I can see married couples expecting this kind of commitment to the for better or worse of it all, but a lot of guys are jumping out here with the audacity to expect this devotion after a few weeks of dating. As fine as Yassir is, it does not make up for the fact that his life is a mess and he has no clue what he’s doing with it. The man is utterly lost, and he fully expects Nuri to ride with him through all of his craziness. Most women with any sense would be able to clock this mess and run the other way, but Nuri is all in. She’s kind of a mess, too, but he needs a few sessions with Iyanla. Nuri completely abandons her standards for him; thankfully for them, this all works out in the end. However, this narrative is all the way played out.

Black women are expected to put up with any and every flaw a man can throw at us and stand by him with unquestioned loyalty despite whatever foolishness he may bring into our lives. He’s unemployed? No problem. We’ll pay for all the dates and slide him a few dollars, too. Commitment issues? We’ll love him through it. He’s violent? We can handle it. He’s got a chauvinistic attitude? He’s a man, so we’ll submit to him. He’s got a Rolodex of women he DMs? We’ll just act like we don’t know. No flaw is too big for us to nurture a man through.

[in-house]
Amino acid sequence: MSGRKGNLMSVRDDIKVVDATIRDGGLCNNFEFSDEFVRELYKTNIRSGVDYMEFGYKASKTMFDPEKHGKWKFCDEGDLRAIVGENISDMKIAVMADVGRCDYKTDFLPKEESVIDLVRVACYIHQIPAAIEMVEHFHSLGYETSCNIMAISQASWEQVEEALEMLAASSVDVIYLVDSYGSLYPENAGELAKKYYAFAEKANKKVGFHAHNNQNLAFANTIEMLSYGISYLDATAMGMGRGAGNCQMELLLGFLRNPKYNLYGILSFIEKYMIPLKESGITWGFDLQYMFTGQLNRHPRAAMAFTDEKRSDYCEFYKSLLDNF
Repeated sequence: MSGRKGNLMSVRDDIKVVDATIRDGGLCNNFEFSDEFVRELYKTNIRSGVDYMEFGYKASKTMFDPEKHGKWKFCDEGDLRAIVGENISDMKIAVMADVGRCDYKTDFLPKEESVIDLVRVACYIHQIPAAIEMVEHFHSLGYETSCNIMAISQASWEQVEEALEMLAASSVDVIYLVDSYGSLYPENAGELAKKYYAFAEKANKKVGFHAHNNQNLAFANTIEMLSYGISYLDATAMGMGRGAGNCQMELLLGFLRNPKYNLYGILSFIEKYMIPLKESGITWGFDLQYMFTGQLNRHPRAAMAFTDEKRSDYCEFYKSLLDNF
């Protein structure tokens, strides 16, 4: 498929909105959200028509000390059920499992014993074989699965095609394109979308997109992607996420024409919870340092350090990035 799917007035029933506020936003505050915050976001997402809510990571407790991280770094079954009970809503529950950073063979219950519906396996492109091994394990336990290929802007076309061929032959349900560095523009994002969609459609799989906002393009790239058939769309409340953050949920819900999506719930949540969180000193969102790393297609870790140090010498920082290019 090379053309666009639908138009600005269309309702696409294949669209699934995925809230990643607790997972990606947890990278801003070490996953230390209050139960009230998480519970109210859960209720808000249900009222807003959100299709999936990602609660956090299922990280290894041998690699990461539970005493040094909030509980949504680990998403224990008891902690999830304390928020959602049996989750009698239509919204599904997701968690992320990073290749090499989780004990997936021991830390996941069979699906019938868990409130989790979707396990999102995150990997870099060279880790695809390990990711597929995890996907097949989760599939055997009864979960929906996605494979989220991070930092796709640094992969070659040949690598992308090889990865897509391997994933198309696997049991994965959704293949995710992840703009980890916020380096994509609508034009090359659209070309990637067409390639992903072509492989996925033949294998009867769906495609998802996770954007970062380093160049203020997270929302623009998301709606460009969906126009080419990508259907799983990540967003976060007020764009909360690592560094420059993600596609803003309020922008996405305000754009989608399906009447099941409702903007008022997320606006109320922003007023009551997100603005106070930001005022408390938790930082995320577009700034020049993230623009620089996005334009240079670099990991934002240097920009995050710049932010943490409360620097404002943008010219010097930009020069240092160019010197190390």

It is admittedly unfair to expect that anyone be perfect because no one can live up to perfection. Still, we shouldn’t let that be a free pass to excuse serious shortcomings in a potential partner. There is no medal to win for sticking by someone that is not good for you. There’s not any special honor in risking your own mental and emotional health for someone who is not contributing to the relationship on the same level that you are, or in loving someone who is nothing but a drain to you.

In the 90s, struggle love was an alluring storyline about loving against all the odds. It’s a storyline that made Black women heroes in relationships. The struggle love trope may have worked in the past when most of our favorite shows all had their problematic elements, but we know better now. We know that it is an unhealthy pattern, and it’s not fair to us that we be expected to accept literally anything. We’re not emotional rehab or life coaches for men who just do not have their lives in order, and I need more shows to reflect that.

I would honestly love to see more shows with couples in happy and healthy relationships dealing with the challenges of life together. But if that is too much to ask for, I need to see more of our shows and films depicting Black women loving themselves enough to walk away from bad relationships instead of trying to power our way through it.

Trending on MadameNoire

Comment Disclaimer: Comments that contain profane or derogatory language, video links or exceed 200 words will require approval by a moderator before appearing in the comment section. XOXO-MN